Tuesday, April 22, 2008


A recent experience and thoughts of a departed colleague led me down the path of thinking about how to evaluate teaching. The event was a conversation with a student who noted that a certain teacher left him in stitches everyday as though this meant it was good teaching. The thoughts were about a colleague who was happy with his student evaluations because they were "right where he wanted them." He meant not too high and not too low. Somewhere in all of this I also thought about a colleague who worries about whether the students were tiring of her schtick as she dissects the numbers.

I saw a study somewhere in which graduates were asked what turned out to be their most important law school courses. Wouldn't it make sense to do the same thing with teaching evaluations? Students can know who make the hour pass quickly, who "gave good notes" (as I have heard it called) but can they know who was the most effective in preparing them for life after law school. I doubt it. Plus there are those studies from other fields that show all kinds of relationships, including inverse, between evaluations and learning. Has any school attempted to corrolate the numbers on the evaluations with test performance.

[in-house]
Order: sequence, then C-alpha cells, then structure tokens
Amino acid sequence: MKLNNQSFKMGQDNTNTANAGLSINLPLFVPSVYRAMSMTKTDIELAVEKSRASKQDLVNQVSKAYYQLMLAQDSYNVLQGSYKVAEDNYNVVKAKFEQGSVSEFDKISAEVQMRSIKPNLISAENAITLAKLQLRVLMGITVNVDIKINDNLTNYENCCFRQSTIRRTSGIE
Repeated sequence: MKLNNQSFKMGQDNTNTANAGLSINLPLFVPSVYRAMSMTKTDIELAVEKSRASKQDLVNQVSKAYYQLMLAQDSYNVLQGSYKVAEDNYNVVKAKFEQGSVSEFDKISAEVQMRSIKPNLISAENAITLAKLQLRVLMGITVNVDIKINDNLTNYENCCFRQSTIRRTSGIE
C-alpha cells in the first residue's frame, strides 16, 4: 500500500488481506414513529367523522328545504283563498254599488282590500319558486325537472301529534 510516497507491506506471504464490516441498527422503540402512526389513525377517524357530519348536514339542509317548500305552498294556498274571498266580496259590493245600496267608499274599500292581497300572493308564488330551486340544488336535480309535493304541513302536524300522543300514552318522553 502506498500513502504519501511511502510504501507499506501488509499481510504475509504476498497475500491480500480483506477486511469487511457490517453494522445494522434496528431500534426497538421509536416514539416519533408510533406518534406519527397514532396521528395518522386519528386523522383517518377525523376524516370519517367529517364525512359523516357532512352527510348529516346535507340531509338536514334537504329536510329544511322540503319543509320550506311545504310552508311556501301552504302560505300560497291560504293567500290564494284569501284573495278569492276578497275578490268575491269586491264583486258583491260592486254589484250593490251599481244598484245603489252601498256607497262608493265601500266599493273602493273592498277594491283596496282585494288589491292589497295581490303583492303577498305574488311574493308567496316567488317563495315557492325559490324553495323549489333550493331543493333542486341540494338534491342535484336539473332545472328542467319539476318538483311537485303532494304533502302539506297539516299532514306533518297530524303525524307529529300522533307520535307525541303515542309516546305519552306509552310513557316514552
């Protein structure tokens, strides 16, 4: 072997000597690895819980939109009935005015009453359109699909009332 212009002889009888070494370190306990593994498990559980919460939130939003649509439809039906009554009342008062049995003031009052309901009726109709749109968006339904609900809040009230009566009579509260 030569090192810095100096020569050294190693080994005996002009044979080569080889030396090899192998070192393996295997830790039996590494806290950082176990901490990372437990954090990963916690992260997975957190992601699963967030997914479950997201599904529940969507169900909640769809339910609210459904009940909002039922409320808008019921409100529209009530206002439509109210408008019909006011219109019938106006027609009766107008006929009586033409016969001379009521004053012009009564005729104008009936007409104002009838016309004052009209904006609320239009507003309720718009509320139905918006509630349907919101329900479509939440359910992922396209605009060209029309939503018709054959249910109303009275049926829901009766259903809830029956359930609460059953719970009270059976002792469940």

So, here is a survey. "Verified" means some independent effort to determine whether the student know what they are talking about.

How does your School evaluate teaching?
It does not.
Unverified Student evaluations
Verified Student evaluations
Surveys of graduates
pollcode.com free polls


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